Hedging his bets somewhat, Casares also claimed there was at least a 20% chance of the experiment failing.

"Years down the road"

A month later, PayPal's chief financial officer John Rainey took a long view of the cryptocurrency, telling The Wall Street Journal that, while there was merit in the technology, “it will be years down the road before we see the kind of ubiquity and acceptance that make it a form of currency that is used every day.”

Soon afterward, in March 2018, PayPal filed a new patent, to speed up cryptocurrency transactions between merchants and consumers, indicating that it was still working to integrate Bitcoin behind the scenes.

That didn’t tally with its external stance on crypto, though. Just weeks after PayPal filed its patent, some of the platform’s users reported receiving an official-looking email, from the company, warning them to “cease any activity that results in the trading or transfer of crypto currency [sic].” When asked for an explanation, PayPal denied sending the emails.

PayPal prepares to jump into Bitcoin

PayPal's stance on cryptocurrency appeared to sour once again when, in October 2019, it became the first of several companies to withdraw from the Libra Association, in the face of regulatory uncertainty about the Facebook-led stablecoin venture.

So what exactly was it that gave PayPal the confidence to forge ahead with the cryptocurrency integration it had been mulling over for seven years?

The first tentative indications of a change of mind arrived at the start of 2020, when PayPal posted job openings within its new Blockchain Research Group. 

PayPal also hinted at its continued interest in cryptocurrency in a letter to the European Commission, published in July.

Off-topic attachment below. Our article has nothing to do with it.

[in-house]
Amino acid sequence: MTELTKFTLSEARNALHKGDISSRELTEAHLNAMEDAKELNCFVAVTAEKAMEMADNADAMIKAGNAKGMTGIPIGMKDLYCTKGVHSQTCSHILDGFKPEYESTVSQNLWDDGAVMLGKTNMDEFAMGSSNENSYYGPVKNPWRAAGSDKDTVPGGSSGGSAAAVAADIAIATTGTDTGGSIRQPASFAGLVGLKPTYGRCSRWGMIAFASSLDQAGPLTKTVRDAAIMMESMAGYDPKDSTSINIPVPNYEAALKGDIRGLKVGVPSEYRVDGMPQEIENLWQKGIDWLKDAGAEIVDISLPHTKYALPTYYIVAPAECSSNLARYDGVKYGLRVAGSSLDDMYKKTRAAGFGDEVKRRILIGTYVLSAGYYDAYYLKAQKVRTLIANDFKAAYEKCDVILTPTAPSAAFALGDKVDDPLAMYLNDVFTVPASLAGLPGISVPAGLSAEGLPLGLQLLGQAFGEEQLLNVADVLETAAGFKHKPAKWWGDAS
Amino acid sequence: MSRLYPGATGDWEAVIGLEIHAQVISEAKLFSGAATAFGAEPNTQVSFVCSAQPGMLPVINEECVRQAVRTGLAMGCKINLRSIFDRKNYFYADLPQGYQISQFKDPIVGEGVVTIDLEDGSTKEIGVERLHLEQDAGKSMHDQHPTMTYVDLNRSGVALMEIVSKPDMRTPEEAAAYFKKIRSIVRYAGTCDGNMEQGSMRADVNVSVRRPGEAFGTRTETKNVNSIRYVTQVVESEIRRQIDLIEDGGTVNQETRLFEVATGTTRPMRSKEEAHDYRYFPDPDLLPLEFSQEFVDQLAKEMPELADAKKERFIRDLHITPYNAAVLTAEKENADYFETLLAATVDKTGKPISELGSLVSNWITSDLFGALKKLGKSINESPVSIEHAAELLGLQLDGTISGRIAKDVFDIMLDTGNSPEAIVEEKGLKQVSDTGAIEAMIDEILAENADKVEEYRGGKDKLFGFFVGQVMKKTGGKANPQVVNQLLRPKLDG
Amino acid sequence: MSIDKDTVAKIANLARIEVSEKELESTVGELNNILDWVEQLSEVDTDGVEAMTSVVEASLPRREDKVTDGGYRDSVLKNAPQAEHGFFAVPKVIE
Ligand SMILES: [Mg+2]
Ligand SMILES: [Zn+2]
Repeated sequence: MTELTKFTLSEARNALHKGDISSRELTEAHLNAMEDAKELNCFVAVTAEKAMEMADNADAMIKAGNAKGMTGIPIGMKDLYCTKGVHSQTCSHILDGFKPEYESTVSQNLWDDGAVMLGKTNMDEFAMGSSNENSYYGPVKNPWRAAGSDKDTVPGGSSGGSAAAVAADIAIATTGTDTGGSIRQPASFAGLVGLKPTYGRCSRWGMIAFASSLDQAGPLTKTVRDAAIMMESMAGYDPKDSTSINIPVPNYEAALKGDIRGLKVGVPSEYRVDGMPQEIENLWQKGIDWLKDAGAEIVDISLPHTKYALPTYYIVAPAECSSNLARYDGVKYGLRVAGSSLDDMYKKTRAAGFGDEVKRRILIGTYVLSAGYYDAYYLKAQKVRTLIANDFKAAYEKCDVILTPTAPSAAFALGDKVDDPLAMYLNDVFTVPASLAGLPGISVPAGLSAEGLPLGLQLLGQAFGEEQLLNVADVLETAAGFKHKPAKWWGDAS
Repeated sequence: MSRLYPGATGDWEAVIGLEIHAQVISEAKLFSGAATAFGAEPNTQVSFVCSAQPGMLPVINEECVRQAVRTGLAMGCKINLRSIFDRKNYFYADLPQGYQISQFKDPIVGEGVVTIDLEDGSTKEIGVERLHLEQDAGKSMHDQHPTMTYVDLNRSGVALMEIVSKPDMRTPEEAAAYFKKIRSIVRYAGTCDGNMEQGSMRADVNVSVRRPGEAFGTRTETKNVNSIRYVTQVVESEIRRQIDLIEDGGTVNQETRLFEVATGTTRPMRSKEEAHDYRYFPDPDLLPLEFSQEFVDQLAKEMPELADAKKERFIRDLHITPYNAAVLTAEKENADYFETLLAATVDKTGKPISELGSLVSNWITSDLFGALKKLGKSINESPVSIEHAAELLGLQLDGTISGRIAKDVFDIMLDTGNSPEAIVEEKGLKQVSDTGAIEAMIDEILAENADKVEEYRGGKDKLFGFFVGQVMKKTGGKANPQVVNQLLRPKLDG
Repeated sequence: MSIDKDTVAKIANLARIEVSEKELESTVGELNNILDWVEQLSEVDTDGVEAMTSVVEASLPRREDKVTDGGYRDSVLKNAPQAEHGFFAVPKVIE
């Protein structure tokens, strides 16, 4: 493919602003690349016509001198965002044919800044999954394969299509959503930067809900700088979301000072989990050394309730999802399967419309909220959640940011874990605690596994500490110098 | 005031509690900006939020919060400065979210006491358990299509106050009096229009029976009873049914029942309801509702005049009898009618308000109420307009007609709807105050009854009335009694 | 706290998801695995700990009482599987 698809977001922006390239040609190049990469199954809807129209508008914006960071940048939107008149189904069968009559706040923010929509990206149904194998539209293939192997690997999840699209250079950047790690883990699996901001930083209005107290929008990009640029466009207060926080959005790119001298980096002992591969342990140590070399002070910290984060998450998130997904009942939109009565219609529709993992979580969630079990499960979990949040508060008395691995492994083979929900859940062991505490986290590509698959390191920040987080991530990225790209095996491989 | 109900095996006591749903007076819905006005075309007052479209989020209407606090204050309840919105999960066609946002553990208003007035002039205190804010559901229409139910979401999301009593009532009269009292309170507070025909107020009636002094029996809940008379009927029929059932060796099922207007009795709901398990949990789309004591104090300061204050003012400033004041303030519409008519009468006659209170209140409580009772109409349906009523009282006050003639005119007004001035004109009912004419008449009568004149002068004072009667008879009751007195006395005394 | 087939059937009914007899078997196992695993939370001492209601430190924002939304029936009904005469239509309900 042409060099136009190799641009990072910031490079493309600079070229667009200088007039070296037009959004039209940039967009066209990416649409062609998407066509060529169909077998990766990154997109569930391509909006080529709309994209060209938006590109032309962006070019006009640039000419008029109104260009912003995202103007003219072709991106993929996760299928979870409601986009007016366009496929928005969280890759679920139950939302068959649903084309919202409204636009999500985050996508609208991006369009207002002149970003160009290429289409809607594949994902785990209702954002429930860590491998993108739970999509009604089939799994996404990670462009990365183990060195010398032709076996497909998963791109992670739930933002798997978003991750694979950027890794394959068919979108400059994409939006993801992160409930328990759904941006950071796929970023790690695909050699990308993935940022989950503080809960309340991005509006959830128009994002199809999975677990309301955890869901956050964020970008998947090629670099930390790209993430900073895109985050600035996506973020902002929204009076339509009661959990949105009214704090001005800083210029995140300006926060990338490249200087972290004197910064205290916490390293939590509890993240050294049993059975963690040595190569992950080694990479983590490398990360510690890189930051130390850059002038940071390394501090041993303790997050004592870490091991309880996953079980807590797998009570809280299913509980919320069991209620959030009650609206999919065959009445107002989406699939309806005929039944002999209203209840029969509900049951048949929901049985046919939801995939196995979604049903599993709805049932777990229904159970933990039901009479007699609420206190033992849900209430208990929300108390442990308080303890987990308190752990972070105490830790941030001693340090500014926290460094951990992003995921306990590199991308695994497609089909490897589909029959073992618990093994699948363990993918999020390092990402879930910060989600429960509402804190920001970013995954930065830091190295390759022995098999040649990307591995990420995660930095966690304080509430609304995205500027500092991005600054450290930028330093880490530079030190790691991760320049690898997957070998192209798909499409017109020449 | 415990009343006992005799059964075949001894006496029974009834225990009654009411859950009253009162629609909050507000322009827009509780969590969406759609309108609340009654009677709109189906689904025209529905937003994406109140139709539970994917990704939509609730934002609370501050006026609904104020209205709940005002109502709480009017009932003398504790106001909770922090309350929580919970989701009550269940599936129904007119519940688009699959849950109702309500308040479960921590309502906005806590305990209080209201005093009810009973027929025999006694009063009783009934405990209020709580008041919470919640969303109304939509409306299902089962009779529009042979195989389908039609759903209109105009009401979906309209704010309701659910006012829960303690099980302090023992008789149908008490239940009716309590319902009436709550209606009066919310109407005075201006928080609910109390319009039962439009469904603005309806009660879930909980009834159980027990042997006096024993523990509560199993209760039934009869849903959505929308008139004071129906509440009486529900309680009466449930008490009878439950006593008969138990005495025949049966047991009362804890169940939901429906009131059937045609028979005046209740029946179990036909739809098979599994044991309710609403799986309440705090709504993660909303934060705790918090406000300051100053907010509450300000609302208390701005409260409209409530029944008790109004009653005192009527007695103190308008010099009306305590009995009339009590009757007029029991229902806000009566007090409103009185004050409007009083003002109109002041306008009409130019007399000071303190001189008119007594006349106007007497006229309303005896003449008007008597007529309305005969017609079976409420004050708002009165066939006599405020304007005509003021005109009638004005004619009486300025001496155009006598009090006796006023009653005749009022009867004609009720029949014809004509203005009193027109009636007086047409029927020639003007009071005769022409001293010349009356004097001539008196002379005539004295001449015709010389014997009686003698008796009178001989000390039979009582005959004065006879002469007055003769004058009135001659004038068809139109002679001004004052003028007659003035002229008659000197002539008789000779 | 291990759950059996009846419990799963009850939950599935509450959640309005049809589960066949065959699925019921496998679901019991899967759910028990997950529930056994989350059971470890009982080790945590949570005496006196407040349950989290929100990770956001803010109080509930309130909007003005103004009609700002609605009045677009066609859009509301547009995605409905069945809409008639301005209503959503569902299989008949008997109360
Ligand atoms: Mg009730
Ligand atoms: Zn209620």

The first rumors that PayPal could team up with Paxos to enable crypto buying and selling surfaced in June 2020. But an official announcement of the partnership failed to materialize, until Wednesday. 

Why PayPal embraced Bitcoin

The Paxos partnership appears to have provided PayPal with some degree of reassurance in respect of Bitcoin’s volatility risk for merchants and users. 

The system the duo has devised is designed to mitigate these issues, as payments will be settled using traditional currencies, and PayPal will manage the risk of price fluctuations, according to the announcement.

But other factors will also have impacted on the payment giant’s decision. It’s unknown when PayPal first applied for a BitLicense, but notable that it’s the first company to be granted a conditional Bitlicense, a new kind of license that's intended as a step on the road to a full license.

PayPal's conditional Bitlicense requires it to work alongside a company that holds a full BitLicense (in this case, Paxos) to provide cryptocurrency trading and holding services.

Recent events have also played their part, with the coronavirus crisis accelerating a trend towards digital payments

PayPal's embrace of Bitcoin has sent shockwaves through the cryptocurrency space, propelling the price of Bitcoin beyond $13,000. Advocates of the move point to it as a signal for wider crypto adoption, while naysayers have pointed to restrictions in PayPal's terms that prevent users from transferring their Bitcoin off the platform.

Regardless, PayPal's decision to enable crypto buying and selling is a watershed moment for cryptocurrency, and the endpoint of a long process of deliberation for the payments giant.